It's also essential to be mindful of unexpected expenses that may creep into the budget. For example, if the shower is catered or held at a restaurant, taxes and tips may get left out of the budget. 

The shower host should plan to pay for miscellaneous things like flowers, favors, and games. Games especially are usually synonymous with bridal showers, so don't forget to budget for the costs of the items needed for the games but also any prizes for the winners. 

Helpful tips to save money on a bridal shower

How can you save a little dough when budgeting for a bridal shower? Here are some tips: 

Know your bride's style

If you're planning a bridal shower soon, chances are you know the bride very well. However, it's important to be sure how they want their special event to look and feel. 

Depending on the guest of honor's style and personality, some of the expenses and activities associated with a traditional bridal shower might not apply. Perhaps, they don't want to invite many people or prefer to forgo the games. Or, maybe they would instead share a meal with their closest gal pals at their favorite restaurant or even have a picnic at the park or beach. 

Understanding what your bride enjoys can totally change the shower and, in turn, the budget—for better or worse! 

Don't overthink event expectations

People planning an extra special event often get caught up in other people's expectations. You may overthink the things people will anticipate at a bridal shower—for example, if you rent a chocolate fountain or buy an Instagram photo backdrop, your budget will quickly disappear.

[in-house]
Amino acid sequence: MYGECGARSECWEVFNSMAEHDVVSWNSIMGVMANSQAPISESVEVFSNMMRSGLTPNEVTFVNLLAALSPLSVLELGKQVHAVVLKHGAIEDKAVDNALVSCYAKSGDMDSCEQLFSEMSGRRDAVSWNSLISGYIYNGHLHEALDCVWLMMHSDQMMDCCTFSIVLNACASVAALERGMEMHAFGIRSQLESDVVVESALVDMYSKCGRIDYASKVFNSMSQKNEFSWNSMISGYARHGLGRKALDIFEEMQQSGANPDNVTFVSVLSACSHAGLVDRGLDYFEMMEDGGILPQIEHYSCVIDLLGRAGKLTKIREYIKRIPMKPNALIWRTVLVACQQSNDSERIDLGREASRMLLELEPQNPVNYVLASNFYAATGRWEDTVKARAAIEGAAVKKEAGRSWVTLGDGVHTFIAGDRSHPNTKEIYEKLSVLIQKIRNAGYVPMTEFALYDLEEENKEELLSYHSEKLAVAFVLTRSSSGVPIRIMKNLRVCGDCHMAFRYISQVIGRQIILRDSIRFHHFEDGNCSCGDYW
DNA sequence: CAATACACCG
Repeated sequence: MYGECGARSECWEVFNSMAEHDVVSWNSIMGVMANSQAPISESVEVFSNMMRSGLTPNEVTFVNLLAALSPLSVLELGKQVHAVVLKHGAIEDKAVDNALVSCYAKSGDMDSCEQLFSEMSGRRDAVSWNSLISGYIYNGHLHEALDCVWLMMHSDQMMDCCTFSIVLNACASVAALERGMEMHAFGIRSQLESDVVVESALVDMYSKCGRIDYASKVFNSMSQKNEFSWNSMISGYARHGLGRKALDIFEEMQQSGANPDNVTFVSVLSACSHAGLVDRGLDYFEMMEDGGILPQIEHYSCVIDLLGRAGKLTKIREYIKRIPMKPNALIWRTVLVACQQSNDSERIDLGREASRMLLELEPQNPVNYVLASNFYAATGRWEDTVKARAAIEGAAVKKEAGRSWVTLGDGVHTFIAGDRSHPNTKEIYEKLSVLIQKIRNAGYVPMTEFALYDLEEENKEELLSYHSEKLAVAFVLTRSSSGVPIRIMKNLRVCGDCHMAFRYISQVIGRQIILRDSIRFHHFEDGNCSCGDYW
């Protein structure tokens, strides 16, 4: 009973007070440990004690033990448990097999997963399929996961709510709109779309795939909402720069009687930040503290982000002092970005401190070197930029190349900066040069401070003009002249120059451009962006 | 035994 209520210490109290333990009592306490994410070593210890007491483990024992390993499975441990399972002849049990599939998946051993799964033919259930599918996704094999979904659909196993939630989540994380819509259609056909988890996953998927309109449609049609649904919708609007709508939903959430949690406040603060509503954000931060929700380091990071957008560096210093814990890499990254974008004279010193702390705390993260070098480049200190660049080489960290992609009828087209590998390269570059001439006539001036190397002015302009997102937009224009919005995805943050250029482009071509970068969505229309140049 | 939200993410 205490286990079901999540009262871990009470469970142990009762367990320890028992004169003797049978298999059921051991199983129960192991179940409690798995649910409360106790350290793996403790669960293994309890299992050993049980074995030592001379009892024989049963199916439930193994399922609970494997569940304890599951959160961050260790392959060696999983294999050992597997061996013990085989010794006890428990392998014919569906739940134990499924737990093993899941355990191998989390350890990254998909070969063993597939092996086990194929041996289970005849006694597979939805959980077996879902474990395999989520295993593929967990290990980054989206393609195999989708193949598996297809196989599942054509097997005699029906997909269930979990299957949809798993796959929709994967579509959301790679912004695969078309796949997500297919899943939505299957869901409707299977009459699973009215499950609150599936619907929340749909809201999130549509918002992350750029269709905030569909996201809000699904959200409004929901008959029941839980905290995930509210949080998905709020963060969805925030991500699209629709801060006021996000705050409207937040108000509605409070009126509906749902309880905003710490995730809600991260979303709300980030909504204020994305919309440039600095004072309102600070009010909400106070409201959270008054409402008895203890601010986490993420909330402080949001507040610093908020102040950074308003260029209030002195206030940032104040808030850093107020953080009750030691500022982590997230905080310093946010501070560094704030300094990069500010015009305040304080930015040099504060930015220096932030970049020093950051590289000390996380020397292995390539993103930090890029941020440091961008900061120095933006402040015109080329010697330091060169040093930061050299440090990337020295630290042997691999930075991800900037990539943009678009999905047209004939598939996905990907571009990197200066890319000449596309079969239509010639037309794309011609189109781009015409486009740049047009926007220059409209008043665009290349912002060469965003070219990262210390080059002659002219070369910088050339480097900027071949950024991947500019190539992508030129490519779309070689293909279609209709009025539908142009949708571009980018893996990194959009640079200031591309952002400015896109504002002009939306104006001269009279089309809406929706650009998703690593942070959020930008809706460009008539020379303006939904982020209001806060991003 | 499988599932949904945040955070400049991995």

Remember that most guests show up to an event with very simple desires—to be fed and, hopefully, to have some drinks. Start by meeting those basic needs, and add on the fun stuff later—if you still have room in your budget.  

If you're serving brunch, stick with the basics—eggs, bacon or sausage, pastries, fresh fruit, coffee, and juices. Or, for lunch, serving a salad with a grilled protein followed by cake or sweet treats is perfectly sufficient. 

Throw in a few bottles of wine and some cases of sparkling water, and you should be good to go. If, and only if, you have additional funds, feel free to add on something fun like a Bloody Mary or mimosa bar! 

Go for affordable flowers 

Floral centerpieces are always a beautiful touch at a party, but understand the varied costs between flowers before ordering them. For example, there's a considerable difference between orchids and tulips, so it pays to know what you're buying. 

Look for affordable flowers that provide both beauty and volume. Hydrangeas, sunflowers, and daisies will brighten a room without breaking the bank. 

You could even consider supplementing the bouquets with candles, which can elevate the ambiance without spending too much cash. Even in the daylight, a flickering scented candle will provide aroma and visual warmth that can make the space feel more pleasant. 

Pool money for bridal shower expenses with Braid

Now, we're down to the most essential part of the party planning—figuring out how to split bridal shower expenses with the rest of your group. 

If you stick to planning a budget and price out your shower necessities (food, drinks, venue, decorations, games, and prizes), you should know approximately how much each person needs to contribute. 

From there, the money splitting process is simple—you can use the Braid app to create a Braid Money Pool dedicated to your bridal shower. That way, you can forgo the hassle of personally collecting money from every person paying for the shower. 

Here's how it works: 

  1. Share your pool link with your bridal shower group. They can contribute to the pool straight from their smartphone. 
  2. Everyone places the split of their bridal shower contributions to the Braid Money Pool. 
  3. Money gets subtracted from the pool as you pay for things related to the bridal shower. No more funneling cash in and out of your personal account! Less money stress, more fun planning a terrific bridal shower.  

Navigating who pays for a bridal shower doesn't have to be stressful. Try easy-to-use Braid Money Pools for an amazing celebration instead of worrying about reimbursements and fronting money for your friends and family.

Create a Money Pool to easily split expenses for a Bridal Shower

Click here for a link to download the app and learn how to set up your pool